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Arts/Society All’s Well Down Under


1947-2014 (Archived)
Jun 17, 2004
Nanda Das visits a photographic exhibition, Indian Aussies, that celebrates the presence of the Indian community in Australia

Most Indians feel Aussies are like the Australian cricket team but that’s not the case,” says photographer Michel Lawrence who has clicked over 85 Indians who have made Australia their home. By depicting a vibrant, harmonious and prosperous Indian community Down Under, the lensman wants to clear the notion housed in Indian minds that Australians are rude and the country is a hub for racial discrimination.

Exhibited at an ongoing photography exhibition titled Indian Aussies at the Australian High Commission, the idea evolved after Lawrence’s last exhibition All of Us, a multicultural installation at Federation Square in Melbourne in January 2008. “When the Indian High Commissioner in Australia visited my exhibition, he requested me to work in a similar way with Indians living in Australia. I was impressed by his idea and started working on the project the same year. I searched through databases of Victorian multicultural commission about Indians and found out about Indians living in Australia,” he says.

So the project took off with the CEO of an Australia-based mobile company, Ravi Bhatia and then the word spread through word of mouth across the Indian communities in Melbourne, Sydney and Woolgoolga. Lawrence admits getting bowled over in the manner he was greeted at most Indian homes. “To begin with, I was quite apprehensive, especially after the incidents involving Indians. But everyone welcomed me with open arms when I told them about my exhibition. In fact, all of them said they are an inseparable part of Australia and an intricate part of its culture,” shares the 60-year-old photographer.

It was in the 1800s that Indians started migrating to Australia, many arriving to supply the much-needed agricultural labour or to work in the goldfields there while some worked on camel trains that transported goods and mail across the vast desert. In the first half of the 20th century, enterprising Sikhs came to work in the agricultural fields including banana plantations. “Today, a large number of their descendants live in the town of Woolgoolga in northern New South Wales and own banana farms. In fact, the Sikh settlement remains one of the largest Indian rural communities in Australia, with two Sikh temples and a museum on Sikhism,” says Lawrence.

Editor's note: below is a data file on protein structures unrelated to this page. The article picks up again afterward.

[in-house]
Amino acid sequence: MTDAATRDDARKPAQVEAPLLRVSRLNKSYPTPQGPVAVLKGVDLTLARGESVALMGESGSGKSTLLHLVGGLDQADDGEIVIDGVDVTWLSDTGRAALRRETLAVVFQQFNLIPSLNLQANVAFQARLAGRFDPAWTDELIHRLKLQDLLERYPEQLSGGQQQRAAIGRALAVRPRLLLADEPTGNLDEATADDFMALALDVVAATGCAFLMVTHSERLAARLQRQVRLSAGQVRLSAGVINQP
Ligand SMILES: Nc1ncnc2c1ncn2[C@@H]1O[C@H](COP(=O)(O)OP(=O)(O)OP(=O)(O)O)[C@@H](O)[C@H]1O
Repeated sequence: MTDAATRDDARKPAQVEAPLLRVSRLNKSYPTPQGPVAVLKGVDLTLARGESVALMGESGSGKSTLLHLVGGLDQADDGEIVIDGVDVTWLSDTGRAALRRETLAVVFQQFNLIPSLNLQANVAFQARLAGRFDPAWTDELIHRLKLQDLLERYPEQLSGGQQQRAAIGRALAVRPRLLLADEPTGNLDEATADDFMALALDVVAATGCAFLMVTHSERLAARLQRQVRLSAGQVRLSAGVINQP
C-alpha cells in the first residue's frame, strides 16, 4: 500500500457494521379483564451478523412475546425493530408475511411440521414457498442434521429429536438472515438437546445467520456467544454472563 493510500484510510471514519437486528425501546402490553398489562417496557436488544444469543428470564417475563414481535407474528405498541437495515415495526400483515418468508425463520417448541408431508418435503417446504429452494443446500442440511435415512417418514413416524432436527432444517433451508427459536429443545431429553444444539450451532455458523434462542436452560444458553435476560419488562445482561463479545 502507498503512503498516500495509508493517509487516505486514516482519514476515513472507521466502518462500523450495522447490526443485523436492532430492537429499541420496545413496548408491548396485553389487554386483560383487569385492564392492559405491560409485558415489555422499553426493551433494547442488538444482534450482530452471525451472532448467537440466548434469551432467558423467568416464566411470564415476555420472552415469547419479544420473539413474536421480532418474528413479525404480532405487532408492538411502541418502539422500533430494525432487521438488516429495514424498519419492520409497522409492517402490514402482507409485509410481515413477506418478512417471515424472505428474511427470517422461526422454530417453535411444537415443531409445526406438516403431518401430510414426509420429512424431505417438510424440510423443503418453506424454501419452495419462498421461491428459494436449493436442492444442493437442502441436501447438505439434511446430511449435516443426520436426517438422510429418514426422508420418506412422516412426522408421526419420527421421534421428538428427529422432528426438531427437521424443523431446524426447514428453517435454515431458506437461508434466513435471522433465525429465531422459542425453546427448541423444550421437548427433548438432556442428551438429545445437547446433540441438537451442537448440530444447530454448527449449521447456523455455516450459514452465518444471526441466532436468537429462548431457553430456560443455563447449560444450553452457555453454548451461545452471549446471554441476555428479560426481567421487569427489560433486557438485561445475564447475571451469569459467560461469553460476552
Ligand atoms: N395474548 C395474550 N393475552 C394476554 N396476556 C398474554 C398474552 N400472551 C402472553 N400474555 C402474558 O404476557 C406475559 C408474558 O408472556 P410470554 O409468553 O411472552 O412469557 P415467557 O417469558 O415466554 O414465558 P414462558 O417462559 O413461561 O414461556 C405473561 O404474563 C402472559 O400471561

Within a month, Lawrence was a regular at gurdwaras, mosques, temples and churches in Australia. Sharing an interesting experience during this photographic venture, he says, “I met a guy, John Arkan, in one of the gurdwaras in Woolgoolga. We became friends in no time and he took me to his home, a kilometre away. He introduced me to his family and took me around his banana fields. But what influenced me the most was when I met his 85-year-old mother and how, she single-handedly, after the death of her husband, managed to run her family without knowing English or the place. It was indeed commendable.”

The project comprises a series of larger-than-life photographs of Indians in Australia, from a cabbie to a corporate. Lawrence has also captured two roommates of Nitin Garg, the student who lost his life during 2007-2008 assaults in Melbourne and Shiamak Davar troupe in Australia. He says, “The early 1980s saw an increase in the number of Indians arriving Down Under, many of them professionals like doctors, teachers, engineers and IT specialists. Today, the Australian-Indian community numbers over three lakh and plays an important economic role in the cultural diversity of our nation. This number includes more than 90,000 students studying in various Australian universities, colleges and training centres. The exhibition, on till December 31 at the Australian High Commission in Chanakyapuri, a public art display viewable from the window of a taxi or an autorickshaw, will travel to other parts of the country as well.

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